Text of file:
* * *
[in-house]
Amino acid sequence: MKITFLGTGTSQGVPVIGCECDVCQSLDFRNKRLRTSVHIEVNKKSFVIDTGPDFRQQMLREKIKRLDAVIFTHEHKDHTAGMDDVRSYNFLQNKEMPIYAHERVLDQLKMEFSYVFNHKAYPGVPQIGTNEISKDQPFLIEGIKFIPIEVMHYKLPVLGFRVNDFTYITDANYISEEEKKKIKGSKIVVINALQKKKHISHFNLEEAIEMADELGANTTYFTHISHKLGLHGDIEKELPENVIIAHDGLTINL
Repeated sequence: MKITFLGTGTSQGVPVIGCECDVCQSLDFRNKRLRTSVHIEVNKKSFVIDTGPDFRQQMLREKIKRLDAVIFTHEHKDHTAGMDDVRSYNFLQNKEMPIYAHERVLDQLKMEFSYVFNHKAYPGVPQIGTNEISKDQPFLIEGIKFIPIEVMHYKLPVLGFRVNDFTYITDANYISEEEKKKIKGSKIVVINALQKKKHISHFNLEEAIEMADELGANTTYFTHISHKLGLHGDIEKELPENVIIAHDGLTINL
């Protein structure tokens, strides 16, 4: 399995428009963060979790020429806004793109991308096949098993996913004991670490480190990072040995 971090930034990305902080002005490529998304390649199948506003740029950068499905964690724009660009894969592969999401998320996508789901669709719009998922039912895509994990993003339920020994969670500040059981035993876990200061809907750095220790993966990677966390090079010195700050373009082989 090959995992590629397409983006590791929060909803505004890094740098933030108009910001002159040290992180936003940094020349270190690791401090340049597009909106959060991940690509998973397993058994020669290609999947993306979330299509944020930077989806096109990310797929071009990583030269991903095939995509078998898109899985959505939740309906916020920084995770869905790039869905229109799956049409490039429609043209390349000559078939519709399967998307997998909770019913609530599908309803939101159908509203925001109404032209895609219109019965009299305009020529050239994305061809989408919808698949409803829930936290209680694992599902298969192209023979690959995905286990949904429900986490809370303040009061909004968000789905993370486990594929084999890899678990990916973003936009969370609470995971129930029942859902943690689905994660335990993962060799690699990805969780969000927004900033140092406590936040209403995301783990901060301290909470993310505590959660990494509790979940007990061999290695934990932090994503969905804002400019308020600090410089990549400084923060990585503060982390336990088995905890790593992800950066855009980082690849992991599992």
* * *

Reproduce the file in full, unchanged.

[in-house]
Amino acid sequence: MKITFLGTGTSQGVPVIGCECDVCQSLDFRNKRLRTSVHIEVNKKSFVIDTGPDFRQQMLREKIKRLDAVIFTHEHKDHTAGMDDVRSYNFLQNKEMPIYAHERVLDQLKMEFSYVFNHKAYPGVPQIGTNEISKDQPFLIEGIKFIPIEVMHYKLPVLGFRVNDFTYITDANYISEEEKKKIKGSKIVVINALQKKKHISHFNLEEAIEMADELGANTTYFTHISHKLGLHGDIEKELPENVIIAHDGLTINL
Repeated sequence: MKITFLGTGTSQGVPVIGCECDVCQSLDFRNKRLRTSVHIEVNKKSFVIDTGPDFRQQMLREKIKRLDAVIFTHEHKDHTAGMDDVRSYNFLQNKEMPIYAHERVLDQLKMEFSYVFNHKAYPGVPQIGTNEISKDQPFLIEGIKFIPIEVMHYKLPVLGFRVNDFTYITDANYISEEEKKKIKGSKIVVINALQKKKHISHFNLEEAIEMADELGANTTYFTHISHKLGLHGDIEKELPENVIIAHDGLTINL
């Protein structure tokens, strides 16, 4: 399995428009963060979790020429806004793109991308096949098993996913004991670490480190990072040995 971090930034990305902080002005490529998304390649199948506003740029950068499905964690724009660009894969592969999401998320996508789901669709719009998922039912895509994990993003339920020994969670500040059981035993876990200061809907750095220790993966990677966390090079010195700050373009082989 090959995992590629397409983006590791929060909803505004890094740098933030108009910001002159040290992180936003940094020349270190690791401090340049597009909106959060991940690509998973397993058994020669290609999947993306979330299509944020930077989806096109990310797929071009990583030269991903095939995509078998898109899985959505939740309906916020920084995770869905790039869905229109799956049409490039429609043209390349000559078939519709399967998307997998909770019913609530599908309803939101159908509203925001109404032209895609219109019965009299305009020529050239994305061809989408919808698949409803829930936290209680694992599902298969192209023979690959995905286990949904429900986490809370303040009061909004968000789905993370486990594929084999890899678990990916973003936009969370609470995971129930029942859902943690689905994660335990993962060799690699990805969780969000927004900033140092406590936040209403995301783990901060301290909470993310505590959660990494509790979940007990061999290695934990932090994503969905804002400019308020600090410089990549400084923060990585503060982390336990088995905890790593992800950066855009980082690849992991599992």